Perfectly pitched for mature-minded teens with adolescent tribulations on their mind, this effort may also seduce older auds.
Good times and bad times pass with lackadaisical charm in the Taiwanese coming-of-ager “Summer’s Tail.” Perfectly pitched for mature-minded teens with adolescent tribulations on their mind, this effort may also seduce older auds. Pic duplicates the easygoing atmosphere of previous Taiwanese films about drifting youth, from 2004’s “Holiday Dreaming” all the way back to Hou Hsiao Hsien’s seminal “The Boys of Fengkuei” (1983). Fests will seek this out, but pic may find itself in kiddie sidebars or the main lineup, according to programmer’s taste. Taiwanese release is set for November, and youthful energy also may draw commercial slots around Asia.
Yvette (Enno) is a literally fainthearted schoolgirl songster whose poetic soul makes her the apple of her mother’s eye and popular throughout the student body. Overexerting herself while performing at a school concert, Yvette collapses and is sent to the sick bay. Reviving with best friend Wendy (Hannah Han Lin) by her side, she witnesses the arrival of fellow student Jimmy (Bryant Chang, “Eternal Summer”), who’s injured his hand, and his beloved, schoolteacher Miss Xiu (Ke Huanju).
The comely teacher has to end her affair with Jimmy or lose her job. Miss Xiu is prepared to move on, but the smitten schoolboy is going through the emotional ringer. All this makes Jimmy oblivious to the interest of girls his own age. Wendy is attracted to the lovestruck boy, but will clearly go with soccer-obsessed Japanese exchange student Akira (Dean Fujioka) if he makes the first move.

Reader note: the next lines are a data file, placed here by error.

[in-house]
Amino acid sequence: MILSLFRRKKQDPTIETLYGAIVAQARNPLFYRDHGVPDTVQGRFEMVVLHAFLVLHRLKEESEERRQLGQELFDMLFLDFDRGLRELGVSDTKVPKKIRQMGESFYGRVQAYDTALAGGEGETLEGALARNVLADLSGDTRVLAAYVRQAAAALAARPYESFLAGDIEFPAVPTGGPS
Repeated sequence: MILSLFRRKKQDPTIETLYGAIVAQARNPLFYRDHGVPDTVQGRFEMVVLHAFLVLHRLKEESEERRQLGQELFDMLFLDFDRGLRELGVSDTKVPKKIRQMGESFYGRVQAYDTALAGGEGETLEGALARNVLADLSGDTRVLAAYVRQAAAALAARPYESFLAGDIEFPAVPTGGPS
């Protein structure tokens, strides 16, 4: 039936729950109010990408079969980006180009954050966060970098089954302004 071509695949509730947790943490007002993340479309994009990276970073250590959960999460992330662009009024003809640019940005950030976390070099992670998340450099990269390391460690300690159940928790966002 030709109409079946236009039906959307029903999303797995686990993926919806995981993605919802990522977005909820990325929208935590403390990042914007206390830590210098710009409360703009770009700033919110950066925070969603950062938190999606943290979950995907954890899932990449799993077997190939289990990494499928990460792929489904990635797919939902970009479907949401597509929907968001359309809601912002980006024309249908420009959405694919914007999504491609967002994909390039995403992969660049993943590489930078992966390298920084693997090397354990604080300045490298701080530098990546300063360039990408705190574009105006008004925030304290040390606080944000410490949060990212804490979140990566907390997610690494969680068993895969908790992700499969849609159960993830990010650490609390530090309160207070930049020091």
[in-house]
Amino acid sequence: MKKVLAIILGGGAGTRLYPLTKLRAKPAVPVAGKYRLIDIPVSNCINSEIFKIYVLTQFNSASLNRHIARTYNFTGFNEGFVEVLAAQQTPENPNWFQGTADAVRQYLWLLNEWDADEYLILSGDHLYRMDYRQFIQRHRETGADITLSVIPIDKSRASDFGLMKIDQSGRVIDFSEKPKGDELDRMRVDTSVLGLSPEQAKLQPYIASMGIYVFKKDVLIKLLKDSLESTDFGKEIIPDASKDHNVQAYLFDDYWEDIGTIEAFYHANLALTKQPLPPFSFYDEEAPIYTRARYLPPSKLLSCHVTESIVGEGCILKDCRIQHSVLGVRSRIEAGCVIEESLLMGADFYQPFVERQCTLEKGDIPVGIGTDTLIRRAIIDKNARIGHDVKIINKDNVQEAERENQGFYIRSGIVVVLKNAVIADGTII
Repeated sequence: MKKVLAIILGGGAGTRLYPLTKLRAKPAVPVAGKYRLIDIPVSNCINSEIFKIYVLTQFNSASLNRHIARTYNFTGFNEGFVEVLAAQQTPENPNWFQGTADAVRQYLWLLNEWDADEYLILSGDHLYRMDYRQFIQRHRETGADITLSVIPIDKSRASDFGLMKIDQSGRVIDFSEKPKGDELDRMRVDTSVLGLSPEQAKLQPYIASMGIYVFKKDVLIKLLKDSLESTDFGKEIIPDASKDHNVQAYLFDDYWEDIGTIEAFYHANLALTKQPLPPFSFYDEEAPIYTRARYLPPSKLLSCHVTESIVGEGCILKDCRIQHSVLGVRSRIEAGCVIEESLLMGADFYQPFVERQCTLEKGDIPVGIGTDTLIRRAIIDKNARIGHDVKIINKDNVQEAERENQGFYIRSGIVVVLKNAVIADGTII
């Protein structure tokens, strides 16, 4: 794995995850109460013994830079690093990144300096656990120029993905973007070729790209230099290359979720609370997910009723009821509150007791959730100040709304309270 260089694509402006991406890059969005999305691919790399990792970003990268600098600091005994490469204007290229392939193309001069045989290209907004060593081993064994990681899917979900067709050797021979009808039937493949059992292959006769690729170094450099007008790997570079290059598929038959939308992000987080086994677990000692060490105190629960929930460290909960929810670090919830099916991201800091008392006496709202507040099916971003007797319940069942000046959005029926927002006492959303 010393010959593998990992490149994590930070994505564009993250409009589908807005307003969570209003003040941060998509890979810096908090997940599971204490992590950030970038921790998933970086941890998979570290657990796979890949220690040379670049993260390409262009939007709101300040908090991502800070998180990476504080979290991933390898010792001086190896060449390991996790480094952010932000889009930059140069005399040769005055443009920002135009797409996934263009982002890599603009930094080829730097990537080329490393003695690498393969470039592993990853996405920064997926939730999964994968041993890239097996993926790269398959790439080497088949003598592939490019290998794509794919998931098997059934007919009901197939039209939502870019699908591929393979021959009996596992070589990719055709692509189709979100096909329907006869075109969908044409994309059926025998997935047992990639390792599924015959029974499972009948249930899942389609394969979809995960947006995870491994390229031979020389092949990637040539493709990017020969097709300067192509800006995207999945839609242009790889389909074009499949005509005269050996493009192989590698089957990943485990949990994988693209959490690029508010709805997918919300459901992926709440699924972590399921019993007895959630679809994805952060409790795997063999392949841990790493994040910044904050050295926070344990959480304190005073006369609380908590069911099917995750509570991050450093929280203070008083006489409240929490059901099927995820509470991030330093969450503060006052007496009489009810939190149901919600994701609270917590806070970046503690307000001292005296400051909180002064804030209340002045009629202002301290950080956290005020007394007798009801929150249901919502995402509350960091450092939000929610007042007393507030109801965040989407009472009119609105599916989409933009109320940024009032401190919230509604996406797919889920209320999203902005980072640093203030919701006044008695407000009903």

With Yvette bouncing back from her fainting spell and offering the occasional song, yarn lazily drifts along. But as pic looks set to run out of puff after the first hour, a subplot about an urchin tyke stealing sandwiches from the gang’s cafe hangout comes to the fore. Script skews older in the pic’s last third, as the urchin’s dysfunctional background is revealed, but will still sit comfortably with the 14-plus crowd.
Helming has a breezy quality that encourages auds to match its relaxed mood, but the gentle shift in tone to stronger drama is adroitly executed.
Quality lensing by Lin Chengying, who also shot helmer’s previous films “Blue Cha Cha” (2005) and “Somewhere Over the Dreamland” (2002), broadens pic’s tone and enhances helmer’s inventive but unobtrusive direction.
Ensemble of teen performers are endearing, with sweet-smiling Enno shining as the talented songstress. Enno’s tunes are nothing special in themselves, but in tandem with the waif’s ingratiating perf, the acoustic compositions emit a beguiling charm. Tech credits are solid.
Weak-punning English title refers to Enno’s pet cat, Summer.